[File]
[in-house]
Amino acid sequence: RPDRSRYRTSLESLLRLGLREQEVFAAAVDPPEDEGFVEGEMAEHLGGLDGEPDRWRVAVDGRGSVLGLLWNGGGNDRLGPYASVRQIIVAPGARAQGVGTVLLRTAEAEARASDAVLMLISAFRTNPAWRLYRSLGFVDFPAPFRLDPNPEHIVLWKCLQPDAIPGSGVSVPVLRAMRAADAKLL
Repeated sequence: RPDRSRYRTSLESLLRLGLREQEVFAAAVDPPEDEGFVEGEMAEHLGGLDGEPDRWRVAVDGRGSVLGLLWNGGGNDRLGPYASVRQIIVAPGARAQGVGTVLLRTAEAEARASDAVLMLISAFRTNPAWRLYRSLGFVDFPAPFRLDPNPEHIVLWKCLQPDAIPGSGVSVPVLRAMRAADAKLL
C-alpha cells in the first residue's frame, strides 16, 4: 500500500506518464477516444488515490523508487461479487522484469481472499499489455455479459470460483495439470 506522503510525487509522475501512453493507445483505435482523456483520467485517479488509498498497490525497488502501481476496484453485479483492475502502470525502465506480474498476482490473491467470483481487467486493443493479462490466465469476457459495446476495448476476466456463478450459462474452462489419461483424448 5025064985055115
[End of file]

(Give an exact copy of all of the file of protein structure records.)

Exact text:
[in-house]
Amino acid sequence: RPDRSRYRTSLESLLRLGLREQEVFAAAVDPPEDEGFVEGEMAEHLGGLDGEPDRWRVAVDGRGSVLGLLWNGGGNDRLGPYASVRQIIVAPGARAQGVGTVLLRTAEAEARASDAVLMLISAFRTNPAWRLYRSLGFVDFPAPFRLDPNPEHIVLWKCLQPDAIPGSGVSVPVLRAMRAADAKLL
Repeated sequence: RPDRSRYRTSLESLLRLGLREQEVFAAAVDPPEDEGFVEGEMAEHLGGLDGEPDRWRVAVDGRGSVLGLLWNGGGNDRLGPYASVRQIIVAPGARAQGVGTVLLRTAEAEARASDAVLMLISAFRTNPAWRLYRSLGFVDFPAPFRLDPNPEHIVLWKCLQPDAIPGSGVSVPVLRAMRAADAKLL
C-alpha cells in the first residue's frame, strides 16, 4: 500500500506518464477516444488515490523508487461479487522484469481472499499489455455479459470460483495439470 506522503510525487509522475501512453493507445483505435482523456483520467485517479488509498498497490525497488502501481476496484453485479483492475502502470525502465506480474498476482490473491467470483481487467486493443493479462490466465469476457459495446476495448476476466456463478450459462474452462489419461483424448 5025064985055115